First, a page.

The Walls of Jericho
It was Tuesday when the straw finally broke Ellephanie's back. His patience had been nanometer thick before and thinning. On Friday the farmers had blocked the visitors’ entrance and added some more debris to the main entrance. It was like gardening; no sooner had you cleared one area than there was another area to attend to.
Chuck was tired, bored and sick of listening to Shaw's dithering and complaints. He was irritated by his bungling attempts at espionage and attempts to deal with the job subtly.
Chuck had underestimated the farmers. The police had underestimated the farmers. Even Anderton, for both better and worse, had underestimated the farmers. Even the farmers had underestimated the farmers.
Kelly and his campaign team had been doing some more research. The campaign was undoubtedly going his way; the wall was posing an issue. It was making him look weak. It did not seem to be reflecting badly on Anderton as they'd thought it would after the near fight that had broken out. In fact it seemed to show the strength of support for him.
The wall was the last barrier to victory. Chuck wanted it down.
But today, Tuesday, the last insult stood before him, designed to ridicule him, he could feel them laughing at him, needling him. The executive car park was full of new combine harvesters, their exhausts twinkling in the morning sunlight.
His car braked hard and he was flung forward banging his nose. "Well fuck this," he shouted.
He turned into a tornado, whistled into his office creating a maelstrom of fear around him as he walked, leaving people dizzy with instructions and expletives.
“Why are there no flowers in reception, God how many times do I have to ask? Where's the new coffee machine, I want those reports now not next week etc etc." He hadn't even walked into his office.
“Get me Bremmer." he barked, "Now, Sally I don't mean like tomorrow, what's wrong with you? Cancel all my appointments for the rest of the day and call a meeting of the board in three hours. I don't care where they are or what they're doing I want them back here and I want some coffee. NOW."
Chuck stormed into his office and slammed the door, the artificial wind picking up some of the papers on his desk and they fell to the floor like lazy snow.
“Right, little Miss. Sally will do that for you now, fuck wit," Susie said under her breath, "I got the bad job on this job. Next time it'll be their turn."
In Rod Bremmer's office the moose head turned and the lights flashed in its eyes. It was Bremmer and Albert's little joke; it was their red alert and meant a call from Ellephanie.
Albert spotted it, Bremmer had just gone out. Albert picked up his direct viewcom to Bremmer. "Albert, can't you see I'm busy?"
“It's moose time boss, moose time!"
“Shit, goddam all I need. Alright tell him I'll be there soon. Shit."
Bremmer bristled like an irritated bear through the various corridors towards Ellephanie's office, huffing at people who got in his way and not replying to those who said hello.
Bremmer suspected that for once they wanted the same thing, it wasn't the right timing quite but it'd have to do. It was probably the only time they'd ever had wanted the same thing and Bremmer had urgency in his whalesque step. He approached the long corridor, which led to Ellephanie's office. His new PA sat there like a minder to a dragon.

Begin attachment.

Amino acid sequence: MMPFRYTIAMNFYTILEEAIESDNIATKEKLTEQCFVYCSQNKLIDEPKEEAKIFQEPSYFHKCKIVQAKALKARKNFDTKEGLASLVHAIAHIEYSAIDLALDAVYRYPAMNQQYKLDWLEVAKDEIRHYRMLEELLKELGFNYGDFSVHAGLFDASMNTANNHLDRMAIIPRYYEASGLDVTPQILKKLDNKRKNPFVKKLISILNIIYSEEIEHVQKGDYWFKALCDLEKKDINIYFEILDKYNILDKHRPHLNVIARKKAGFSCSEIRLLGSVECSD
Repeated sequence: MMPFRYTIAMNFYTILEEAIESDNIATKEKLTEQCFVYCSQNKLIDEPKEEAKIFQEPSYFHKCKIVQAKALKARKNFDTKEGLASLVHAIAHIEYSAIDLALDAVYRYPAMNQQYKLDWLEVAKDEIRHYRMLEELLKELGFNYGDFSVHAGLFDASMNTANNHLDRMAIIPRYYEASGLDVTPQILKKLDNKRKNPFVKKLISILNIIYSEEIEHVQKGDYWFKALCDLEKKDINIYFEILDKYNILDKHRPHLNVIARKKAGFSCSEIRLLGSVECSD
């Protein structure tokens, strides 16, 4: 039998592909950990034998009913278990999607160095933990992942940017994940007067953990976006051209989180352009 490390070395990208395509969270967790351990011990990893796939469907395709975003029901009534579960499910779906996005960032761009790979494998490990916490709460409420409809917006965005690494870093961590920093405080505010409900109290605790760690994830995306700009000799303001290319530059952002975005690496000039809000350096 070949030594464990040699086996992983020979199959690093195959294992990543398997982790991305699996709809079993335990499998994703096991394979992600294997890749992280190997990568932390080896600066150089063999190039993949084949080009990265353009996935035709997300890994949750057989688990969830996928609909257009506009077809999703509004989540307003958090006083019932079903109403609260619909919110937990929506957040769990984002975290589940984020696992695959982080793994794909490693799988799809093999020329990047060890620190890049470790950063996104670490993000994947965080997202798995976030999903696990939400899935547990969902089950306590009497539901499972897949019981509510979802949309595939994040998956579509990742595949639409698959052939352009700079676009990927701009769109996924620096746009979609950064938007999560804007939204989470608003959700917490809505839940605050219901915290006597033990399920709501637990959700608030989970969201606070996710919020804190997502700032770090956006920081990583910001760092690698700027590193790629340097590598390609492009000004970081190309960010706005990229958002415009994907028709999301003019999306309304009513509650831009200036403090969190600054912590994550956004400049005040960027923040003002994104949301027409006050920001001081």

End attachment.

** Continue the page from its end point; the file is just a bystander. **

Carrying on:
“Go in, he's expecting you."
“I'm expecting him," Bremmer barked.
He hurled open the door and stood there filling the space.
“Bremmer. Come in and sit down. Let's get down to this. We've never liked each other have we? In fact I think it's fair to say that we hate each other's guts, am I right?"
“Damn right," Bremmer answered without emotion.
“And normally you are making ridiculous demands at me but right now, this shit," he said pointing out the window, "this shit has got to stop or they won't get their money no matter how much they hate me or this company. Am I making this clear to you?"
“Damn straight, couldn’t agree with you more."
“What I want is to get the men together tonight and clear this shit, I don't want to be sending memos to human factors, I want you to sort this out. I'm going to get together with the board to sort hauling this shit away. And I want a goddam rota to watch this place through the night."
“They'll want paying for that."
“Do you agree in principle goddam it?" Ellephanie snapped.
"Yes, in principle I do," Bremmer said evenly.
“Now I want you to select people who can keep their mouth shut. We don't want them farmers hearing about this," Chuck pointed at the wall. "And no violence Bremmer. NO VIOLENCE. No beefcakes and no fucking heroes. I want it after nightfall. They seem to be coming in the dead of the night. Do you think you can do it? As for the money."
“Double overtime." Bremmer barked.
“Are you fucking crazy?" Ellephanie shouted and slammed his fist on the table.
“No, I'm not, double overtime."
"Overtime that's all I'll give."
“Double overtime," Bremmer insisted.
“Goddam it, I'll give overtime and a half and that's it. That's the limit."
Bremmer considered for a moment.
“Good, done. Now get out of here and sort it out. I want to know what's going in three hours."
Bremmer walked out of his office and slammed the door. He poked his head around a moment later.
“You owe me asshole."
He'd gone before he could reply.
He marched back to his desk, en-route knocking over a tray of coffee without apology.
“Albert!" he bellowed like a giant frog.
“Get me Fenton, Kewsack, McGaul, Gwilliam, Lundsey and Hix. Get them off the floor, out of meetings whatever, get them in here now."
It took an hour for the board to agree a course of action and another hour to sort out the logistics. By ten o'clock in the evening forklifts were rumbling into the car park and massive trucks carrying skips had arrived from Minneapolis, Sioux City and various other places.
The great removal had begun.